PSYC 2: Biological Foundations - Fall 2012 - Professor Claffey

Unit: Sensation

10/26/12 - Formatting change (no content change)
10/22/12 - Clarified readings for Chapter 6
10/18/12 - Added Terms section
10/16/12 - More comments in Reading/Resources section
10/14/12 - Added comments to Reading/Resources section
10/3/12 - original version


To give you an idea of where to focus, we will spend 3 days of class on vision, 1 day on hearing and 1 day on olfactory/smell

We'll be talking about pathways of information through the brain, which begin to use anatomical terms such as: dorsal, posterior, medial, parietal, cortex, etc. We'll cover this in more detail in Unit 3: Organization, but you might find it helpful to briefly look over or reference:
    Section 3.3 Neuro Techniques > "Directions in the Vertebrate Nervous System"
        (specifically diagram on P62 in 8th Ed)
    Section 3.5 Five Major Divisions of the Brain > Telencephalon
        (specifically diagram on P68 in 8th Ed)

Chapter 6-- The Visual System
    All sections except the following might be covered briefly in class or not all, so you may want to skim or hold off:
    All sections of Chapter 6 will be covered except:
        In 6.4, from "Receptive Fields: Complex Cortical Cells"
            you will be tested on the material presented in Brad's lecture
        6.5 "Seeing Color" - stick to what was covered in class on Oct 22nd
            you don't need to know all the color constancy/theory in the book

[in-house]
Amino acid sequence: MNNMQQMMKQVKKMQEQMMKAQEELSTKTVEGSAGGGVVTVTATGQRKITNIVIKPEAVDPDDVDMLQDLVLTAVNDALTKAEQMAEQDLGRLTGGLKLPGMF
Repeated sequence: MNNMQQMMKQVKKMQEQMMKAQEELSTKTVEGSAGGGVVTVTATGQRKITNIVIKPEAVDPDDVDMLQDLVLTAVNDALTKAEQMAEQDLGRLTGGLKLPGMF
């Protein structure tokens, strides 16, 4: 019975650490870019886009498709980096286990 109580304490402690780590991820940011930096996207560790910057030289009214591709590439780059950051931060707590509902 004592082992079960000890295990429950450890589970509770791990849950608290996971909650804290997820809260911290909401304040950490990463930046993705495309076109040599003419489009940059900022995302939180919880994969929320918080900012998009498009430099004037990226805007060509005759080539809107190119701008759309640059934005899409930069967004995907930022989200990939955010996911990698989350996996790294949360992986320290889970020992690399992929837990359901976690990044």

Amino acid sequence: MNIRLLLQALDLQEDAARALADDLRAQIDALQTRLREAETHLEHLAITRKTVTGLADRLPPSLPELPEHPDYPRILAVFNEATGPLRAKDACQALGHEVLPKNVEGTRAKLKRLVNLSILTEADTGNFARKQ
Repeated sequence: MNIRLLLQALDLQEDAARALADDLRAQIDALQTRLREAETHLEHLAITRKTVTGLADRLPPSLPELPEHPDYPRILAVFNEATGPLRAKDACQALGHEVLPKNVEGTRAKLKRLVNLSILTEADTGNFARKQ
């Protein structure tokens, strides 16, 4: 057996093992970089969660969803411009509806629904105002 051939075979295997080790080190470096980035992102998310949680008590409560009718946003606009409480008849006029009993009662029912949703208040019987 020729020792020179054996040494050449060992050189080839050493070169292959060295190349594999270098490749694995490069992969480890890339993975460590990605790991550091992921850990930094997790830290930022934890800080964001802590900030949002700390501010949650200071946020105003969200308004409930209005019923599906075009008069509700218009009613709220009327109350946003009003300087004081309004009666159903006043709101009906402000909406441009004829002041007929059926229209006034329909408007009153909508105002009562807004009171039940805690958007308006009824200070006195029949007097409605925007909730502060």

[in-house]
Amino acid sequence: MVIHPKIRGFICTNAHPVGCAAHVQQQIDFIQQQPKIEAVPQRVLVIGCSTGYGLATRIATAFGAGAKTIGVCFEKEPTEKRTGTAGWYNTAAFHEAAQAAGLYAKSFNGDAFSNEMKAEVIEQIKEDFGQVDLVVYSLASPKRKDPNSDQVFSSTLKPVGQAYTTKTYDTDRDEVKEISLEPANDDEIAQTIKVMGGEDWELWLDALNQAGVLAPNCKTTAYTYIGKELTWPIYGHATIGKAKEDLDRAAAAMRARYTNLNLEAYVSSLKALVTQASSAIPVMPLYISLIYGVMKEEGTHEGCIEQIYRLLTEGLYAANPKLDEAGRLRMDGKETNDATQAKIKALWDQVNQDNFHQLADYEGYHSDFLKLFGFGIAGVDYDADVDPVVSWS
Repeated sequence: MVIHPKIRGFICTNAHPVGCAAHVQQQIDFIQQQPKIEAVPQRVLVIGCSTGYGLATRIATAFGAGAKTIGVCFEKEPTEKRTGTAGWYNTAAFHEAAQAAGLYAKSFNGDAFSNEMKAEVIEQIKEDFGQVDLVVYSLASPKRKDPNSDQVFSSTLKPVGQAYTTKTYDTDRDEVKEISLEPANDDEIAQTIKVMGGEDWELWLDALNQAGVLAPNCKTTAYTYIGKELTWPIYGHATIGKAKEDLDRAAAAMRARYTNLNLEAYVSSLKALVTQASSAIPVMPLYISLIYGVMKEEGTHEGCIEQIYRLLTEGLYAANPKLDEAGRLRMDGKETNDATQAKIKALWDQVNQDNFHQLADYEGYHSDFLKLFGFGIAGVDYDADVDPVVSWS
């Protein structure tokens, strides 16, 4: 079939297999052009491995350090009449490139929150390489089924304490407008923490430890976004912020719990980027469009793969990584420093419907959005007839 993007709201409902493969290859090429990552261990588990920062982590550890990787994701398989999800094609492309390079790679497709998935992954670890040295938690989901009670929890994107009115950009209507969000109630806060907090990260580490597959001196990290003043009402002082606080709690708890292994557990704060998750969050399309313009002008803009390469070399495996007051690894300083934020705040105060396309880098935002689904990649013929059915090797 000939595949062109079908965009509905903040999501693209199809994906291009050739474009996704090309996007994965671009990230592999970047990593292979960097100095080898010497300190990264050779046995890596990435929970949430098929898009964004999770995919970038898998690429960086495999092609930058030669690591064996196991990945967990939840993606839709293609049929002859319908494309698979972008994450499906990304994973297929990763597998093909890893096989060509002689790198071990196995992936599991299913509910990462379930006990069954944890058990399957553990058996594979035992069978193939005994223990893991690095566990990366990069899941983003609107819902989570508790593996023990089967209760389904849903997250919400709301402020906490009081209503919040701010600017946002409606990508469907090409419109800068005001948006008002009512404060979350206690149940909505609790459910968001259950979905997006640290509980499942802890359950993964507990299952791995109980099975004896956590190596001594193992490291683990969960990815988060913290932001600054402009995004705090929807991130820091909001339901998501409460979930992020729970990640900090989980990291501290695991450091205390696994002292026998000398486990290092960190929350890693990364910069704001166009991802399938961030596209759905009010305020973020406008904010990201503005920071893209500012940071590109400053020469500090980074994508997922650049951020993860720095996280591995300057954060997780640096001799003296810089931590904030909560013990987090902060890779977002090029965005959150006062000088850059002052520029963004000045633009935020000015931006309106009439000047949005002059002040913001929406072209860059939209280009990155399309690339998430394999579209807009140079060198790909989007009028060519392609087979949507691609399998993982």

Chapter 7-- Mechanisms of Perception
    This chapter will not be covered in as much detail as vision (see comment at beginning of this section)
    All sections except:
        Section 7.5 will be covered in Unit 4: Cognition

Optional resources:
    Vision research Hubel & Weisel: Intro & long version
    Olfactation fun facts: APA's Sense and Sensibility, 2011

Study Questions

    How is light turned into a neural signal?
    What are the physical (as in relating to physics) characteristics of light that the retina is sensitive to?
    What can the eye do to tailor the image that is reaching the retina?
    What are the cells in the retina that support vision?
Visual pathway
    What is the pathway from the retina to the visual cortex?
    How are the left/right sides of vision organized? (by eye, by visual field, by cortical hemisphere)
    What is retinotopic organization?
Visual processing
    What are receptive fields and how do they perform?
    How does lateral inhibition affect the way we see edges?
    How is color processed by the visual system?
    Where can the visual system be damaged and what are the corresponding deficits?
Visual Cortex
    What are the areas of the cortex that process visual information?
    What is the difference between the dorsal and ventral stream?
    How is motion processed by the visual system?
    How are faces special to the visual system?
Principles of the Visual System
    What is an example of hierarchical organization?
    What is an example of functional segregation?
    What is an example of parallel processing?
    How is sound turned into a neural signal?
    What are the physical (as in related to physics) characteristics of sound that the cochlea is sensitive to?
    What is the pathway from the cochlea to the auditory cortex?
    How is sound localized?
    What is known about cortical processing of auditory information?
    How can the auditory system be damaged?
Somatosensory system
    What physical/tactile characteristics are somatosensory receptors sensitive to?
    What are the pathways for somatosensory information?
    How is somatosensory processing organized in the cortex?
    How is physical pain processed in the brain?
Chemical senses
    How are olfactory signals turned into a neural signal?
    How is the olfactory pathway different form other senses?
    How are taste signals turned into a neural signal?